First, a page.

STAR-ADVERTISER FILE PHOTO / NOV. 22, 1955
The 75th anniversary of the first commercial flight across the Pacific Ocean was commemorated last week. Last Monday the Alameda Naval Air Museum re-enacted radio broadcasts for the send-off of Pan American Airways' China Clipper.
Courtesy: Honolulu Star Advertiser. Nov.26 2010
"ALAMEDA, Calif. » Historians and aviation enthusiasts commemorated this week the 75th anniversary of the first commercial flight across the Pacific Ocean.
The China Clipper seaplane took off on Nov. 22, 1935, from San Francisco. (Honolulu was on the route.)
Fifty-nine hours and four stops later, the Pan American Airways aircraft landed in Manila, carrying 1,800 pounds of mail -- a delivery that would have taken 15 to 16 days by steamship.
The Alameda Naval Air Museum re-enacted Monday radio broadcasts for the flight's bon voyage, which drew more than 25,000 spectators to Alameda at the time. San Francisco International Airport also is hosting an exhibit on the famed China Clipper, and the Alameda post office provided a special postmark for its mail.
"It was an audacious gamble and a great leap forward," said John Hill, an assistant director at SFO and curator of the exhibit there. "Every airplane that crosses the ocean even now is flying in the wake of the China Clipper."
The four-engine Martin M-130 narrowly got off the ground. The aircraft was so heavily loaded that Capt. Edwin Musick could not clear the San Francisco-Oakland Bay Bridge, which was still under construction.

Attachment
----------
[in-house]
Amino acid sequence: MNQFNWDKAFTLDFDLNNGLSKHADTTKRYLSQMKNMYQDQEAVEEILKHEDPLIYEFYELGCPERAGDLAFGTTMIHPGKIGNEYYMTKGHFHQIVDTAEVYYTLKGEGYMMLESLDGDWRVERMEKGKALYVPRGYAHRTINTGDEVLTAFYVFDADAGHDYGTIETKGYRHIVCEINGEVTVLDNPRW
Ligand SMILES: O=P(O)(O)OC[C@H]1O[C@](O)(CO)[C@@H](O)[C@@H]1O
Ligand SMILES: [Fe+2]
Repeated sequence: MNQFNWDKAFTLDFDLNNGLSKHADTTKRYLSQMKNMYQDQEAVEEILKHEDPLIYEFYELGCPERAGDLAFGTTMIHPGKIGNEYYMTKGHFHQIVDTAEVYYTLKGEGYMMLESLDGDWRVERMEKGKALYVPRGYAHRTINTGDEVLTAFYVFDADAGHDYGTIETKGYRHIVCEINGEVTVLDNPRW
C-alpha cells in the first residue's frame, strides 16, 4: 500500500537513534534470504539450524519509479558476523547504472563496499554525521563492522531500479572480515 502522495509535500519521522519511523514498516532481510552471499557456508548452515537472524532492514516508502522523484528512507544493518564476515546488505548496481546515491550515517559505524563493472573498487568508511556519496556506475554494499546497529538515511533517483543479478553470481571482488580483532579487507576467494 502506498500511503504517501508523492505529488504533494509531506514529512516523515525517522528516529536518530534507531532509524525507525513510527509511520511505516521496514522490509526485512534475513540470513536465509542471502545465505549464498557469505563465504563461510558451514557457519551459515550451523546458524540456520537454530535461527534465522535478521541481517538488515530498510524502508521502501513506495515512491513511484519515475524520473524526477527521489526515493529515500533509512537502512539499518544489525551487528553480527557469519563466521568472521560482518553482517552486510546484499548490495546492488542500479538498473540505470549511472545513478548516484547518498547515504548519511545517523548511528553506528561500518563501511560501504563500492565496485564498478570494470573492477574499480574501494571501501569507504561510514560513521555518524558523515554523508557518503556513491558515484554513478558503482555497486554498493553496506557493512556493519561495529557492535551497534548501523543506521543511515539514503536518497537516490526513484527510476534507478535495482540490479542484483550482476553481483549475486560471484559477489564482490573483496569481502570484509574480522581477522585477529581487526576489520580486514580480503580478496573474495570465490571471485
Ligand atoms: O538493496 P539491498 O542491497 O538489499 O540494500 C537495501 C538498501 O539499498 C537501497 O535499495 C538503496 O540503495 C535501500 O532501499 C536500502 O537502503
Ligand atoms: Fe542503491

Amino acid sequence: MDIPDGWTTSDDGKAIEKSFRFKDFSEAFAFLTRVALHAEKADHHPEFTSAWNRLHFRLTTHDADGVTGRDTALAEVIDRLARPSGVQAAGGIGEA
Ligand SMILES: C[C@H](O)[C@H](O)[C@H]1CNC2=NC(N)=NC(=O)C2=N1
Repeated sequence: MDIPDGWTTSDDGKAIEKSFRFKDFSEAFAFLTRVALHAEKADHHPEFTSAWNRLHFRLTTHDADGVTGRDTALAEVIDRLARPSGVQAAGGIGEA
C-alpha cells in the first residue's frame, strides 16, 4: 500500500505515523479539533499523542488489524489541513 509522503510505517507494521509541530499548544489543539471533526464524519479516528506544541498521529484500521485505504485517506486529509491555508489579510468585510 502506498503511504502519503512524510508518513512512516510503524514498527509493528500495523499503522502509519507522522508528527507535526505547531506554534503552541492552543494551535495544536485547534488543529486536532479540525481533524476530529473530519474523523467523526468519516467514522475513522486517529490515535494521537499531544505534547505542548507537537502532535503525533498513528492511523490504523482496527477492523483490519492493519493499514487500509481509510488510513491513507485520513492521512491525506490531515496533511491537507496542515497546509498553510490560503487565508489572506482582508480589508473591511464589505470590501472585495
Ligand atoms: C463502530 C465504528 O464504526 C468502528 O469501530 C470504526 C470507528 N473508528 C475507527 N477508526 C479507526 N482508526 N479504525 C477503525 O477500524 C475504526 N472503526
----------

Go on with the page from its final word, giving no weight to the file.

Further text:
With thousands watching, Musick flew under the span's cables -- dodging some construction material -- then gained altitude over the Golden Gate. The plane had overnight stops in Honolulu, Midway Island, Wake Island and Guam before reaching its final destination.
The successful voyage sparked public excitement over the China Clipper, inspiring postage stamps, toys, souvenirs, a beer brand and a Hollywood film starring Pat O'Brien and Humphrey Bogart. Musick also made the cover of Time magazine.
"This event occurred right in the heart of the Great Depression," said Ed Schneider, of the Alameda museum, who directed Monday's radio re-enactment based on the old transcripts. "To watch this big silver seaplane lift itself out of the bay and fly off to these exotic places must have been a thrill."
A year later Pan Am began offering passenger service on its trans-Pacific planes, and it was not until 1939 that the airline would offer commercial service across the Atlantic.
The Martin seaplanes were later replaced with the Boeing B319, which could carry more passengers, and aviation advances eventually ended the era of flying boats after World War II.